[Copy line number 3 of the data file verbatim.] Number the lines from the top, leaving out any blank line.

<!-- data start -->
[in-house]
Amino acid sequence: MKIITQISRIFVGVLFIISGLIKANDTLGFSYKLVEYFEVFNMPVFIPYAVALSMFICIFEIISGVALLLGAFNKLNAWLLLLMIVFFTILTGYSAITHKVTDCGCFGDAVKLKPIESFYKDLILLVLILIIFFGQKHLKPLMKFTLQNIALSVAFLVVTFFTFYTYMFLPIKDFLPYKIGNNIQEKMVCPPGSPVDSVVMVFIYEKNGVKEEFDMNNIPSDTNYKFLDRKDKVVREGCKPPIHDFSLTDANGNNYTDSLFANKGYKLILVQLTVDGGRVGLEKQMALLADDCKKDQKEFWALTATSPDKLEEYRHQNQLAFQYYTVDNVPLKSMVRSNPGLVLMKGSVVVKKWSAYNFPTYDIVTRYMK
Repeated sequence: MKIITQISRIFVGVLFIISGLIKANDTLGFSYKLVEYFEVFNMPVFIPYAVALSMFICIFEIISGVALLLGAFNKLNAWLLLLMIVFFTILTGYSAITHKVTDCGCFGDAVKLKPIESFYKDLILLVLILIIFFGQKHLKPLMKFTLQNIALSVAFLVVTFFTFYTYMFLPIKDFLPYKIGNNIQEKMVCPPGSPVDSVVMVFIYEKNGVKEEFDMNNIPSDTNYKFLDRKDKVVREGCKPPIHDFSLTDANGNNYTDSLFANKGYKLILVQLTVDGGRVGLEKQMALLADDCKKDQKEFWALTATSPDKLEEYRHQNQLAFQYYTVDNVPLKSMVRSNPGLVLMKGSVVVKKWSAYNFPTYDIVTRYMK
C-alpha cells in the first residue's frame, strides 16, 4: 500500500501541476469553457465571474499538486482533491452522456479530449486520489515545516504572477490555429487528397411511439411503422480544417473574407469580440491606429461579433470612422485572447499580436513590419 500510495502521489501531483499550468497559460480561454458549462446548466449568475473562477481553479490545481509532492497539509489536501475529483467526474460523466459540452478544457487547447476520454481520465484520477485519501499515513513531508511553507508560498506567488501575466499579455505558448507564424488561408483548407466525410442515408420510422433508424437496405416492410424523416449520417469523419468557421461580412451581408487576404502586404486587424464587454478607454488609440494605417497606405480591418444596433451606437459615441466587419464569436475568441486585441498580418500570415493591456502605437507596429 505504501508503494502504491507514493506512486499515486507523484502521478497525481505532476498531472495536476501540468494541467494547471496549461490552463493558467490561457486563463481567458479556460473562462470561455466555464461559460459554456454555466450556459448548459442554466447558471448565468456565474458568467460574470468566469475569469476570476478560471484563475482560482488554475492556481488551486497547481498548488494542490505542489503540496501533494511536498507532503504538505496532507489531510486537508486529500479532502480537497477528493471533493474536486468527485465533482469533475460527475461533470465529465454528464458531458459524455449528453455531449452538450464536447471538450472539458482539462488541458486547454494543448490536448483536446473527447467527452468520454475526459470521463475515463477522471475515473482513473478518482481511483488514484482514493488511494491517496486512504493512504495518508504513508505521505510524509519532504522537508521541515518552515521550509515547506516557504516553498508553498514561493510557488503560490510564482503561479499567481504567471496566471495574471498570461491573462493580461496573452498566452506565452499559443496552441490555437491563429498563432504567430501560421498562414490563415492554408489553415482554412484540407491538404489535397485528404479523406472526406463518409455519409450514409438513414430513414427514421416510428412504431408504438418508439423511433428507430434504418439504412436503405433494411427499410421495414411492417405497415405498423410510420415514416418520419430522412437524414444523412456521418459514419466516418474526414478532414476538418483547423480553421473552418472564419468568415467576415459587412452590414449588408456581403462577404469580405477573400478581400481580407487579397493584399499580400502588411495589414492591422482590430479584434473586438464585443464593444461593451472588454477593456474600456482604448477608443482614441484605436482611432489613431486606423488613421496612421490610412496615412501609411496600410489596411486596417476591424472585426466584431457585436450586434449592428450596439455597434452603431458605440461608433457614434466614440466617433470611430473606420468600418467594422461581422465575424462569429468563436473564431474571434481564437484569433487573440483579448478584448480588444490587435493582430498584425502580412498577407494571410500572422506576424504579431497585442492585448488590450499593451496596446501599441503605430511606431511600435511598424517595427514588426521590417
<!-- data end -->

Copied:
Repeated sequence: MKIITQISRIFVGVLFIISGLIKANDTLGFSYKLVEYFEVFNMPVFIPYAVALSMFICIFEIISGVALLLGAFNKLNAWLLLLMIVFFTILTGYSAITHKVTDCGCFGDAVKLKPIESFYKDLILLVLILIIFFGQKHLKPLMKFTLQNIALSVAFLVVTFFTFYTYMFLPIKDFLPYKIGNNIQEKMVCPPGSPVDSVVMVFIYEKNGVKEEFDMNNIPSDTNYKFLDRKDKVVREGCKPPIHDFSLTDANGNNYTDSLFANKGYKLILVQLTVDGGRVGLEKQMALLADDCKKDQKEFWALTATSPDKLEEYRHQNQLAFQYYTVDNVPLKSMVRSNPGLVLMKGSVVVKKWSAYNFPTYDIVTRYMK